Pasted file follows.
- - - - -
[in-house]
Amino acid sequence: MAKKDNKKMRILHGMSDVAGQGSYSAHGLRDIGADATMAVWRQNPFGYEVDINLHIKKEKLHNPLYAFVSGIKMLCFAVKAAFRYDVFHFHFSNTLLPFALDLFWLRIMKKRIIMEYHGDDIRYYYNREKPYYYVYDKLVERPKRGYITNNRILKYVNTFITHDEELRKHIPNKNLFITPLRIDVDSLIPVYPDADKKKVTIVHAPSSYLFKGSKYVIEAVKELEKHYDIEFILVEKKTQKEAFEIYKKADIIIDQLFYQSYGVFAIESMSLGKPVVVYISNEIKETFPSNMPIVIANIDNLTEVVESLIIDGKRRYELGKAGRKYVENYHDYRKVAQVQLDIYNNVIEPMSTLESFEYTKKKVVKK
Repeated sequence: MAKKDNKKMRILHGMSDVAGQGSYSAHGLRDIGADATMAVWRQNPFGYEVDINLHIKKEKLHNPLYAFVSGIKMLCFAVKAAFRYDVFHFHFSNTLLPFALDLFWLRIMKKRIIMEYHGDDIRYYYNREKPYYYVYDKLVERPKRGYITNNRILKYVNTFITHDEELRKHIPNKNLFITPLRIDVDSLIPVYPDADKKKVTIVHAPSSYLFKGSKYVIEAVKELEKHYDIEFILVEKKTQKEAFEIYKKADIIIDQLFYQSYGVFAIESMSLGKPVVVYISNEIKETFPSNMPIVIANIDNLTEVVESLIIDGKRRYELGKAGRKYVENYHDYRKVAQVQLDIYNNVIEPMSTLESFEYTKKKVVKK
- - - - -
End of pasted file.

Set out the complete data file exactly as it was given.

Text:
[in-house]
Amino acid sequence: MAKKDNKKMRILHGMSDVAGQGSYSAHGLRDIGADATMAVWRQNPFGYEVDINLHIKKEKLHNPLYAFVSGIKMLCFAVKAAFRYDVFHFHFSNTLLPFALDLFWLRIMKKRIIMEYHGDDIRYYYNREKPYYYVYDKLVERPKRGYITNNRILKYVNTFITHDEELRKHIPNKNLFITPLRIDVDSLIPVYPDADKKKVTIVHAPSSYLFKGSKYVIEAVKELEKHYDIEFILVEKKTQKEAFEIYKKADIIIDQLFYQSYGVFAIESMSLGKPVVVYISNEIKETFPSNMPIVIANIDNLTEVVESLIIDGKRRYELGKAGRKYVENYHDYRKVAQVQLDIYNNVIEPMSTLESFEYTKKKVVKK
Repeated sequence: MAKKDNKKMRILHGMSDVAGQGSYSAHGLRDIGADATMAVWRQNPFGYEVDINLHIKKEKLHNPLYAFVSGIKMLCFAVKAAFRYDVFHFHFSNTLLPFALDLFWLRIMKKRIIMEYHGDDIRYYYNREKPYYYVYDKLVERPKRGYITNNRILKYVNTFITHDEELRKHIPNKNLFITPLRIDVDSLIPVYPDADKKKVTIVHAPSSYLFKGSKYVIEAVKELEKHYDIEFILVEKKTQKEAFEIYKKADIIIDQLFYQSYGVFAIESMSLGKPVVVYISNEIKETFPSNMPIVIANIDNLTEVVESLIIDGKRRYELGKAGRKYVENYHDYRKVAQVQLDIYNNVIEPMSTLESFEYTKKKVVKK